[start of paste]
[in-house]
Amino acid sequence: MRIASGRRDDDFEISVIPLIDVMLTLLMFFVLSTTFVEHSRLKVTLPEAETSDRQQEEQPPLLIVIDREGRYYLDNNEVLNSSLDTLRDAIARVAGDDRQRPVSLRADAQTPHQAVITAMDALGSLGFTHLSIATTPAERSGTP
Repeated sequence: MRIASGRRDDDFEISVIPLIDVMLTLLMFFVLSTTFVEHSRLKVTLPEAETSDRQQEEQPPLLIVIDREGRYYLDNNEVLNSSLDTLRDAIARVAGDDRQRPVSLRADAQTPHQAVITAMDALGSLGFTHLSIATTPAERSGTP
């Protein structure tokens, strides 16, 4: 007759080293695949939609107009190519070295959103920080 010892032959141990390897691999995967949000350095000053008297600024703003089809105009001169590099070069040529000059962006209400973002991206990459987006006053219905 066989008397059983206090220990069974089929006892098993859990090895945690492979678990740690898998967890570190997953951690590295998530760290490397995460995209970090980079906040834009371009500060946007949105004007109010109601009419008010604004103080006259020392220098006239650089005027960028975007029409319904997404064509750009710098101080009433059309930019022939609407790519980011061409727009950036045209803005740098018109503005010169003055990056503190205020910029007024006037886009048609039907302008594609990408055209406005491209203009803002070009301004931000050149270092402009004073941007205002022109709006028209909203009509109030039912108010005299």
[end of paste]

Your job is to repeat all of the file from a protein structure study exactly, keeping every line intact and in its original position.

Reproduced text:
[in-house]
Amino acid sequence: MRIASGRRDDDFEISVIPLIDVMLTLLMFFVLSTTFVEHSRLKVTLPEAETSDRQQEEQPPLLIVIDREGRYYLDNNEVLNSSLDTLRDAIARVAGDDRQRPVSLRADAQTPHQAVITAMDALGSLGFTHLSIATTPAERSGTP
Repeated sequence: MRIASGRRDDDFEISVIPLIDVMLTLLMFFVLSTTFVEHSRLKVTLPEAETSDRQQEEQPPLLIVIDREGRYYLDNNEVLNSSLDTLRDAIARVAGDDRQRPVSLRADAQTPHQAVITAMDALGSLGFTHLSIATTPAERSGTP
């Protein structure tokens, strides 16, 4: 007759080293695949939609107009190519070295959103920080 010892032959141990390897691999995967949000350095000053008297600024703003089809105009001169590099070069040529000059962006209400973002991206990459987006006053219905 066989008397059983206090220990069974089929006892098993859990090895945690492979678990740690898998967890570190997953951690590295998530760290490397995460995209970090980079906040834009371009500060946007949105004007109010109601009419008010604004103080006259020392220098006239650089005027960028975007029409319904997404064509750009710098101080009433059309930019022939609407790519980011061409727009950036045209803005740098018109503005010169003055990056503190205020910029007024006037886009048609039907302008594609990408055209406005491209203009803002070009301004931000050149270092402009004073941007205002022109709006028209909203009509109030039912108010005299």